Multiplication Center

Colorado Churches Change the Adoption Equation

September 3, 2013

Published on 9/3/2013

By Warren Bird

The Colorado Heart Gallery displays professional portraits and short biographies of over 100 children waiting to be adopted. The galleries travel monthly to various locations to connect with prospective families and provide resources for the adoption journey.

LifeBridge Church (Longmont, CO) has found an innovative approach to a major challenge. Partnering with at least 30 other churches as well as state and local governments, LifeBridge is helping reduce the number of children who are waiting for a “forever family” in Colorado’s child welfare system, going from 875 kids on a waiting list 6 years ago to 275 children today. That’s nearly a 70% reduction in waiting children.

“The spirit of collaboration has been remarkable, as this story and the solution have grown way beyond our church and our city to the entire state,” says Brian Mavis, Director of Community Involvement at LifeBridge. “This problem is being wiped out in our state, and the church has accomplished a huge part of that.”

“We all realized this is a big problem, and there is no way one church could solve it. The Body of Christ was going to have to come together.” (Hear Brian in the video below.)

Warren Bird, research director for Leadership Network, interviews Brian Mavis, director of community for of LifeBridge Christian Church on the topic of foster care and adoption.

Humble Beginnings

LifeBridge Senior Pastor Rick Rusaw was sensitive to the plight of foster children, his mother being a product of the foster care system. And Brian and his family were aware of the needs of “legally free” children—wards of the state who are free to be fostered or adopted—since they had fostered eight boys over the years.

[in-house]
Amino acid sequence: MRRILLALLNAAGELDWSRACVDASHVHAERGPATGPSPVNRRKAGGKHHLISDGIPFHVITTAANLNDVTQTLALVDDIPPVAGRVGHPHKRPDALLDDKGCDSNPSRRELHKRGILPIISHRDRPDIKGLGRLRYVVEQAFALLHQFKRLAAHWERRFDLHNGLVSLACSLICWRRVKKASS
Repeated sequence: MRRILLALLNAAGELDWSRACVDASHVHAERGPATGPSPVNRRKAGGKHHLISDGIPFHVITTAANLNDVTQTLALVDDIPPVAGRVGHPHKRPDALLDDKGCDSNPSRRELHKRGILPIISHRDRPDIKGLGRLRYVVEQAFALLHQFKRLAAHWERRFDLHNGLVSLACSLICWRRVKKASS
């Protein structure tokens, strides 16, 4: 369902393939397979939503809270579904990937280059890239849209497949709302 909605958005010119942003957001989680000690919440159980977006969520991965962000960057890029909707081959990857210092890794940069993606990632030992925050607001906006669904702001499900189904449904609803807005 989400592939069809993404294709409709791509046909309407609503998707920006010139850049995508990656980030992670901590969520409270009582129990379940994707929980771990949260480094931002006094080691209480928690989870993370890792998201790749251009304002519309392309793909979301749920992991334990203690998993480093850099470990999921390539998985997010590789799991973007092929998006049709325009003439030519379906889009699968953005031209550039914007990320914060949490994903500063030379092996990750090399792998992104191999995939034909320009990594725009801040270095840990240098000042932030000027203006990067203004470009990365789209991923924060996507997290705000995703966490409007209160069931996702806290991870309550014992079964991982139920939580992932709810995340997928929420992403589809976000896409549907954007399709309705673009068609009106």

“We were praying at night with our girls, and my wife introduced the simple prayer of ‘God, help orphans,’ ” Brian said. “God said to us, ‘I want to do that, and I want you to be part of the answer.’ We didn’t know what to do other than sponsor a child in Kenya. Then we realized there are orphans in America that need forever families.”

About that time, Brian met with a staff member from the Boulder County (CO) Human Services and Child Welfare Department about kids and foster care. “First, she thanked me for meeting with her,” Brian says. “She said she had tried for three years to get a church to accept a meeting with her, and we were the first. That was a little disheartening.”

The Adopt Colorado Kids webpage features photos and videos with children waiting to be adopted like the sibling group below that have now been happily placed with their forever family.

The woman, a former nun who had worked in Chicago’s Cabrini-Green housing projects for 20 years, had a simple and profound challenge for LifeBridge leaders to consider: Raise up enough foster and adoptive parents to care for all wards of the state, for the first time in the Boulder County’s history.

“She said, ‘Here’s my goal, and I want to see if the church is willing to help me meet it: I want to change who waits,’ ” Brian says. “What she meant was, I want the grownups to wait. I want potential parents to be on the waiting list, not kids to be on the waiting list.”